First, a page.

Actual yield versus expected yield does not take into account the harvest method used. During a drought year there are more harvesting methods used to better take advantage of the drought-damaged crop. A typical harvest where the grain is combined still can include grazing, bailing, or leaving the stover. Each of these methods leaves or removes different amounts of nutrients. Heavily damaged grains may be put up like hay, cut for silage or green chop. Estimates have to be made that relate back to the amount of yield or growth to determine fertilizer use. In extreme cases the field may be abandoned which essentially leaves all the P and K fertilizer.
Nitrogen carryover may be likely during a drought year if the crop was a non-legume, if moderate to high N applications were made, the field is a silt loam or heavier soil, and the winter has normal or below normal rain fall. The N losses are more difficult to estimate. A nitrate soil test may be the only solution to determine the actual amount of N remaining.
Nitrate soil samples should be taken by making random samples in not more than 20 acre blocks, at one and two foot depths (depending on estimates of leaching), and air dried immediately or frozen to prevent N degradation. Samples should be analyzed for different soils and different production practices. A regular soil test is another valuable method to determine the amounts of fertilizer needed for the next year.
Another way to determine the amount of fertilizer used is to calculate the amount of nutrients removed in each bushel of grain or ton of forage. The following table shows the amount of nutrient removed for common crops.
(Author: Jim Jarman, Agronomy Spec., University of Missouri Extension)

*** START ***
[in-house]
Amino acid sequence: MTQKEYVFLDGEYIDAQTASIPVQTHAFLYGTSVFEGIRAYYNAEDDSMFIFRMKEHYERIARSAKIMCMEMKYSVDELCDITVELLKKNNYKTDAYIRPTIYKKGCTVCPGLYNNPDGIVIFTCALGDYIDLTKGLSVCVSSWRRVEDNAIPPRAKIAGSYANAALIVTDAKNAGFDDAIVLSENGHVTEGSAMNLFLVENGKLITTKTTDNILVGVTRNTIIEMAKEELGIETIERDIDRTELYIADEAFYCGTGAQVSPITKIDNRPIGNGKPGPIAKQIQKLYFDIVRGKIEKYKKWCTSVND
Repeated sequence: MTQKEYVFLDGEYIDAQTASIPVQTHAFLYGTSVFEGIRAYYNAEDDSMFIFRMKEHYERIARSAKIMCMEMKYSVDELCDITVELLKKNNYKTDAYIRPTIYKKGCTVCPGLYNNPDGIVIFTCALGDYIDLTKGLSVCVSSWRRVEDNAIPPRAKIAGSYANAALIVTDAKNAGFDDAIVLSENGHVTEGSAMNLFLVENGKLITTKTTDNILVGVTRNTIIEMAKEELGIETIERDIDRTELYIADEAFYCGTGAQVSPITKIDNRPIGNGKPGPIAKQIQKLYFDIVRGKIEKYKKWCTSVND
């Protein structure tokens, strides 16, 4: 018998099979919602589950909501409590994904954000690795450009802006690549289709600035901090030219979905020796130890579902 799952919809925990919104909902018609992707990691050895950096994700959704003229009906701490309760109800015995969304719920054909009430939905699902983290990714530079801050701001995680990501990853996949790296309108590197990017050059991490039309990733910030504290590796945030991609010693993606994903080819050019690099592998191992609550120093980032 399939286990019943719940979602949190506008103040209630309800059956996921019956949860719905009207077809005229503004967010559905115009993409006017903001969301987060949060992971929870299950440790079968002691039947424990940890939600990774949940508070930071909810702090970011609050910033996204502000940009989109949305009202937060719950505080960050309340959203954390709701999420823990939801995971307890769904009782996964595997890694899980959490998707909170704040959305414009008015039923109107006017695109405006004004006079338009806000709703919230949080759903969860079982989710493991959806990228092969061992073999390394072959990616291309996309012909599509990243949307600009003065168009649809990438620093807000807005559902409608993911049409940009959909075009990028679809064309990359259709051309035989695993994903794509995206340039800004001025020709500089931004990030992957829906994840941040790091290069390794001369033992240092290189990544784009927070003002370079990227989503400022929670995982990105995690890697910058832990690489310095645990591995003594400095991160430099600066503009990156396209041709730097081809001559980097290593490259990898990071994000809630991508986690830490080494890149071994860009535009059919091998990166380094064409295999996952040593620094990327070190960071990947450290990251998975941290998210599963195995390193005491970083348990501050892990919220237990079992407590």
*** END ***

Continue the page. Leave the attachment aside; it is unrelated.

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Missouri's Next Noxious Weed
The Missouri State Weed Law contains several plants it calls noxious weeds. As used in this law, the term "noxious weed" officially includes bindweed, Johnson grass, multiflora rose, Canada thistle, musk thistle, Scotch thistle, and purple loosestrife. Other weeds can be designated as noxious by the director of the Missouri Department of Agriculture. Will cut-leafed teasel join this list?
Teasel was brought to this country in the 1800's. Its spiny seedhead was used for carding wool and cotton fibers before spinning. Common teasel was the predominant plant, but cut-leafed teasel seed was also introduced. Cut-leafed teasel has also spread through its use in flower arrangements. Its unusual seed heads and stiffness when dry make it a popular addition to dry and fresh flower arrangements. Once established in an area, its aggressive nature can quickly allow it to begin taking over a site.
Large infestations of cut-leafed teasel can be seen along interstates and other right-of-ways in Missouri. Other states like Illinois are complaining about cut-leafed teasel invading prairies, meadows and other similar habitats. It is best adapted to sunny locations and a wide range of moisture conditions.
The greatest problems come from cut-leafed teasel's aggressive nature. The rosettes crowd out native and established vegetation. Once it is established in an area, it can quickly form large patches. Such patches will present problems in pastures, ditch banks, roadsides, railroad right-of-ways, and natural areas. The availability of palatable forage is reduced, domestic animal and wildlife habitat is eliminated, recreational values are lowered, and erosive situations are created.